“It’s often said that pure journalism operates outside the tent – if you’re embedded as I was, there’s a presumption that you are fed information and you’re led around by the nose. Of course, I’d never accept that, and I would always say that journalism is about good judgement.
“Something happened that I hadn’t anticipated: because I was inside the tent, because I was trusted, because they knew that I wasn’t out to do a job on them, they began to confide in me. This was a long process, I was there in 2011 and it wasn’t until 2017 that my book No Front Line came out. It wasn’t until the latter stages of work on that book that I began to hear direct evidence of Ben Robert-Smith’s complicity in war crimes.
“Before that, I had heard a lot about him, but I only took so much notice because so much of it was more of a gossipy nature. Ben’s a divisive figure, he had a lot of enemies in Special Forces. But it wasn’t newsworthy, nor was it all that uncommon – they’re a bunch of alpha males, they’re supremely competitive. As much as mateship is clearly an adhesive in the Australian Defence Force, it’s not often said that there are also plenty of anti-mates.”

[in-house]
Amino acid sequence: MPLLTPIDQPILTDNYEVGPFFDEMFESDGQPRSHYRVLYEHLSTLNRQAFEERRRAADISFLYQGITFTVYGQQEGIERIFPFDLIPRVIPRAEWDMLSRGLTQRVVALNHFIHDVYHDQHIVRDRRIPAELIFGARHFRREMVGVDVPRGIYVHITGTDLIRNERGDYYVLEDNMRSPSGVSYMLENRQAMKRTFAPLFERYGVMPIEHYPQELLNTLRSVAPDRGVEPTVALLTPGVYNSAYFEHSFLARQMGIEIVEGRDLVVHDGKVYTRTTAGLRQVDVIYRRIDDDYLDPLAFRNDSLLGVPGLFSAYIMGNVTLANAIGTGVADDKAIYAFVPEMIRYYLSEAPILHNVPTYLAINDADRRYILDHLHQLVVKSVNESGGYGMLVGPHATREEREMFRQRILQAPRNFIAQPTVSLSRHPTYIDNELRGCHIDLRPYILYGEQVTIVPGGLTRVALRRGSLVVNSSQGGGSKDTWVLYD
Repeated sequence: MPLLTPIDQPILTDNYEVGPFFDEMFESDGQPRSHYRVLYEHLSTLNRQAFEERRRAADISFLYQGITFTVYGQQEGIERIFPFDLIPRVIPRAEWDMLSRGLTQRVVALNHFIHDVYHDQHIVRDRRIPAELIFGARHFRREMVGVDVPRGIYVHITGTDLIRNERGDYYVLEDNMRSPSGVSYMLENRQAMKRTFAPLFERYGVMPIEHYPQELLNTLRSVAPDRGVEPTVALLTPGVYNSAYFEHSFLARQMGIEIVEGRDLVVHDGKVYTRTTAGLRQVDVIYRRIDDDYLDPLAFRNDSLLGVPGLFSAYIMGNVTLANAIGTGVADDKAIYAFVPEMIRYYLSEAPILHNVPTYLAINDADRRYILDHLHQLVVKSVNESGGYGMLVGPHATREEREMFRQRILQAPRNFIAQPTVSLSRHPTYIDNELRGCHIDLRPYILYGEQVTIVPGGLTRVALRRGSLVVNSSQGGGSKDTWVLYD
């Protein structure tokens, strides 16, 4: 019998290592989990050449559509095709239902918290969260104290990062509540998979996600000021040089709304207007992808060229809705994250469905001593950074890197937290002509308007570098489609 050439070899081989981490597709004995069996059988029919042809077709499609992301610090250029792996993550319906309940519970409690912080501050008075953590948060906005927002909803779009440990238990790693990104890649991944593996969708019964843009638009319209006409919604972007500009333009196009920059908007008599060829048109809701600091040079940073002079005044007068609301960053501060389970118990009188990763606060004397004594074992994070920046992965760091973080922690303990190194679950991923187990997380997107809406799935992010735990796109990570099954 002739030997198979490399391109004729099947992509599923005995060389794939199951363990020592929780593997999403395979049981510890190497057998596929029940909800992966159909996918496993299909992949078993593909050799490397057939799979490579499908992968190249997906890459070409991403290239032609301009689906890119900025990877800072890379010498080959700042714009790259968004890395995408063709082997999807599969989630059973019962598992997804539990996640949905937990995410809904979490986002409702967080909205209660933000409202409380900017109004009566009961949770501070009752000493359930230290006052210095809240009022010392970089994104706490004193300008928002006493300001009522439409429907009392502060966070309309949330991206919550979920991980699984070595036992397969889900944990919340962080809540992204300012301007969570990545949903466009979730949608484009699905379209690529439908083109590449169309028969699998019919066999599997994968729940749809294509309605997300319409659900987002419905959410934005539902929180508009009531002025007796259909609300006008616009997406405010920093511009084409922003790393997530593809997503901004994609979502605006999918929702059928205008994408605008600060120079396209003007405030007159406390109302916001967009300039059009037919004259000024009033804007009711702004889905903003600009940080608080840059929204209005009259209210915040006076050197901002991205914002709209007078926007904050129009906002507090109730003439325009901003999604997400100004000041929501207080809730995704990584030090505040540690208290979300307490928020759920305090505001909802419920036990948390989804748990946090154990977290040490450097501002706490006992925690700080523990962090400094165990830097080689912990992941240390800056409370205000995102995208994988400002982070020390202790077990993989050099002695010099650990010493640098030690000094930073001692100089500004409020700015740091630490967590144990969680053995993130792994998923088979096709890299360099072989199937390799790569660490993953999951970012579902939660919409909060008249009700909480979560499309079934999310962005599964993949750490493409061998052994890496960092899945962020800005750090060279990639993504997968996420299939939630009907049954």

The defamation trial has been very high-profile. What are your thoughts on the impact that the trial has had on the Australian media landscape?
“I was surprised when Nick and I departed the court on that day, and we ran into the biggest media scrum we’d ever seen – and obviously we’ve seen a few. At the beginning of the matter, it wasn’t as if I thought this was a first-order issue for the Australian public. I don’t know that they wanted to hear that their war heroes might also be engaged in criminal activity. I think that perhaps the most important feature of this outcome was that it reinforced the importance of tough journalism, and it said to us also that the public do need it.